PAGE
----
13 December 2009

My Dad

My dad died 23 years ago today. He was an alcoholic who was afforded every opportunity and had every reason to stop drinking. Some who knew him think that he suffered from post-traumatic stress disorder from his experience in Viet Nam and that the demons were too much to overcome. I don't know.

I'm no longer angry at him, but I was for a good long while. I don't know what, if any, role his addiction played in my own problems. My hunch is little, if any. I don't know if alcoholism is an inheritable trait. If it is, then there's a good chance my "allergy" (as the big book aptly describes it) came from him. But I don't think my life with him as an alcoholic played a roll, especially having gone through first-hand the devastation that alcoholism has on a family. Whether it did or not, though, doesn't really matter now, does it?

I still don't know why I did what I did. I also have no idea how I was able to stop when so many others can't. Was it a higher power? Beats me. The only thing I do know is that the obsession to drink was lifted. Through good times and bad I've been able to stay the course. Far more often than not, the fact that I'm an alcoholic rarely crosses my mind--the fact that I'm an alcoholic is a part of me, but it doesn't define me. And I can't remember the last time I thought of taking a drink. Not that I take my sobriety for granted. I try to go to the monthly anniversary meetings at the local clubhouse.

But I digress.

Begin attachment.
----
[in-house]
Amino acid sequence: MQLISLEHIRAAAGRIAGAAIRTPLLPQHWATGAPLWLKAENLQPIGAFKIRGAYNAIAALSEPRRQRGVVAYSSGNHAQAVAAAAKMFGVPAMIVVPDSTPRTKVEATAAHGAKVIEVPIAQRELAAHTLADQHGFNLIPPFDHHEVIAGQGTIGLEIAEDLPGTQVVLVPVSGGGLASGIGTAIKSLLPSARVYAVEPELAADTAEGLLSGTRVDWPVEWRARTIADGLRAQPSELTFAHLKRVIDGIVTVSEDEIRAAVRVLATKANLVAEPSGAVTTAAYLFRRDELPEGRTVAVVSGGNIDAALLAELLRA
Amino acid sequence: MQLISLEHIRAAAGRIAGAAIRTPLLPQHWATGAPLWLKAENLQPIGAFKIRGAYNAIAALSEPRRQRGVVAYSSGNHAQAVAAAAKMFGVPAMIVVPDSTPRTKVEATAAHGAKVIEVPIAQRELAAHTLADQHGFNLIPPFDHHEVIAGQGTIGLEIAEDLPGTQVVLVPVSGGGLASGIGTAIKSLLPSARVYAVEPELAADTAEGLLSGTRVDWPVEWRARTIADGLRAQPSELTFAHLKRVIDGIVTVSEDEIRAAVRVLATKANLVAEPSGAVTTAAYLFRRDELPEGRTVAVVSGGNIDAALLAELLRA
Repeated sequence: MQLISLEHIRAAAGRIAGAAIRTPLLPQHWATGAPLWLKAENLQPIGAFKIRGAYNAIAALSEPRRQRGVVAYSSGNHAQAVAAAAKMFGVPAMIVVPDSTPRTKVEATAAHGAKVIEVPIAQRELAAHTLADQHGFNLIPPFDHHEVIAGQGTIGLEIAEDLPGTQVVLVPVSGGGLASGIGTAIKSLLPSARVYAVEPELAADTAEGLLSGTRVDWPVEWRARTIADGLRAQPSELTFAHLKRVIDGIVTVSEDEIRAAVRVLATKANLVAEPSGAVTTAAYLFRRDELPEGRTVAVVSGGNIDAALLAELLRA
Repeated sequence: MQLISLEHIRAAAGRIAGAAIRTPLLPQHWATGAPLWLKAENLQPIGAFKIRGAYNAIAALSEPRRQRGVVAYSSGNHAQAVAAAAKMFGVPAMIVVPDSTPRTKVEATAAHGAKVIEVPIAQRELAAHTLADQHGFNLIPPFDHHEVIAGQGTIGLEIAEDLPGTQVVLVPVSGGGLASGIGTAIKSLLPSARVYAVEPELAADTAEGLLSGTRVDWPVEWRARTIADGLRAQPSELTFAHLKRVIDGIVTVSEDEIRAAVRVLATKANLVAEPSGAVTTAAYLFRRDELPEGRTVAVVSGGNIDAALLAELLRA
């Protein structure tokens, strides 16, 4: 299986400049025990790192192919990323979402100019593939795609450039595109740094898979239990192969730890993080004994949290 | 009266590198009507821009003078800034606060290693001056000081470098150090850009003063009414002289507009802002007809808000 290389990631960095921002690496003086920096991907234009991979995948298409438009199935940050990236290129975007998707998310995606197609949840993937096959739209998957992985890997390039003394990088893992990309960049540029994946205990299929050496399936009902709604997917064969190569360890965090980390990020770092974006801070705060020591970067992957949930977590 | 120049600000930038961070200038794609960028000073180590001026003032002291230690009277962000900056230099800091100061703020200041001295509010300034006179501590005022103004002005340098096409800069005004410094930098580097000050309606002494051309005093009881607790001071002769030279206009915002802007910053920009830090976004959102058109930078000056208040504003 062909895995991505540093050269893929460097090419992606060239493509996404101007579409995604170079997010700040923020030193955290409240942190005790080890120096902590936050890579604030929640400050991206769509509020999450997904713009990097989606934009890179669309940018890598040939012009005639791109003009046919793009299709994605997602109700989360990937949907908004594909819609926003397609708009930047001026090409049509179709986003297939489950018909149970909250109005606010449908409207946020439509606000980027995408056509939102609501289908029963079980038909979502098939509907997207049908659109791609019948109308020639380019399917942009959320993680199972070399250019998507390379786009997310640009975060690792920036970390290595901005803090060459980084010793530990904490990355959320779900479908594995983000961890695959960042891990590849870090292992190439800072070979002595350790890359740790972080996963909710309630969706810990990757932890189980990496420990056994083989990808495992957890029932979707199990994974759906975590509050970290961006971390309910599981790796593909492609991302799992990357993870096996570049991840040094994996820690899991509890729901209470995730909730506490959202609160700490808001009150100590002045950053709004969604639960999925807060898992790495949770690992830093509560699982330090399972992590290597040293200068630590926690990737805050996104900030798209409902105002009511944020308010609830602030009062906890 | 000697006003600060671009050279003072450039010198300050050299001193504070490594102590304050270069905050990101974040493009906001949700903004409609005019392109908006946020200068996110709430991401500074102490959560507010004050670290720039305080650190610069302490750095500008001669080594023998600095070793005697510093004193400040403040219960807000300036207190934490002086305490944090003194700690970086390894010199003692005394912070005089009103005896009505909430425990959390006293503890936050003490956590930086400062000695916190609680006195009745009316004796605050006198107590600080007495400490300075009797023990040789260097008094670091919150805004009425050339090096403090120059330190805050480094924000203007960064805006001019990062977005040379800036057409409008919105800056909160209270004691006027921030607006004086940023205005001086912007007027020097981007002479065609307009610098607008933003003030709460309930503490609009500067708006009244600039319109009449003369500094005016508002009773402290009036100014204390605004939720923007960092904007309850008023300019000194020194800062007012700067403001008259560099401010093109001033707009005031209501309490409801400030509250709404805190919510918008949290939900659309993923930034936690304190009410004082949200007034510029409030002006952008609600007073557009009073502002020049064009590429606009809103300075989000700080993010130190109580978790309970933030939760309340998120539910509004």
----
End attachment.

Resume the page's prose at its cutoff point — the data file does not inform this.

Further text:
I'm not angry with or at my father because really, what's the point? I've learned to deal with anger and let go of resentments, nothing but trouble those two. But sometimes I get sad. He never got to see his boys grow into men; to impart whatever wisdom he had, whether we would have been receptive to it or not; mostly, though, it is his loss that he didn't get to experience his four glorious granddaughters.

It would have been nice to have gotten to know the man, but not so long as he remained on the path that he was. And, again, he had every reason and opportunity to get off of that path. He either couldn't or didn't want to. If it was the latter and there is a hereafter, then it is for him to explain.

Anyway, I miss you dad.

02 December 2009

Knowledge, Consensus & Dissent

I've been following the kerfuffle over the disclosure of stolen e-mails from the Climate Research Unit (CRU) of East Anglia University, England. This post is prompted by an article by Jonah Goldberg and a report on NPR.